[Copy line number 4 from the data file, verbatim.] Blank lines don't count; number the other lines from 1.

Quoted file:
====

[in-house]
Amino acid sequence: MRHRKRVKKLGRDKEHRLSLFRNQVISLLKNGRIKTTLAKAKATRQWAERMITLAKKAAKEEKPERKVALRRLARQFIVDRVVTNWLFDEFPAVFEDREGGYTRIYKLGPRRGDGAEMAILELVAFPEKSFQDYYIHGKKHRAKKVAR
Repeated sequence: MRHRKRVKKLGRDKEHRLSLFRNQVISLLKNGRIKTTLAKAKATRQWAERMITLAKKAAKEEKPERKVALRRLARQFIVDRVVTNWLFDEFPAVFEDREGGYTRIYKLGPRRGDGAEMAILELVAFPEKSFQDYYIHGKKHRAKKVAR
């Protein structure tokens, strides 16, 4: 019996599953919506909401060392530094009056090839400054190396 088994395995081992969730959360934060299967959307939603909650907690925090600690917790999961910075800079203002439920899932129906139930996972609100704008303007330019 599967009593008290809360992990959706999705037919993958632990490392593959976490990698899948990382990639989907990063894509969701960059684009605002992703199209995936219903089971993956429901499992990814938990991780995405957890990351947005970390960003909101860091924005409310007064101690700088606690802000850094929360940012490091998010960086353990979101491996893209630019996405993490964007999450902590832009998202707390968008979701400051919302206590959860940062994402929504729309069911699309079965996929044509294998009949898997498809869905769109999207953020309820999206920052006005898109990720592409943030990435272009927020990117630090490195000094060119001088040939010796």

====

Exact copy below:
């Protein structure tokens, strides 16, 4: 019996599953919506909401060392530094009056090839400054190396 088994395995081992969730959360934060299967959307939603909650907690925090600690917790999961910075800079203002439920899932129906139930996972609100704008303007330019 599967009593008290809360992990959706999705037919993958632990490392593959976490990698899948990382990639989907990063894509969701960059684009605002992703199209995936219903089971993956429901499992990814938990991780995405957890990351947005970390960003909101860091924005409310007064101690700088606690802000850094929360940012490091998010960086353990979101491996893209630019996405993490964007999450902590832009998202707390968008979701400051919302206590959860940062994402929504729309069911699309079965996929044509294998009949898997498809869905769109999207953020309820999206920052006005898109990720592409943030990435272009927020990117630090490195000094060119001088040939010796």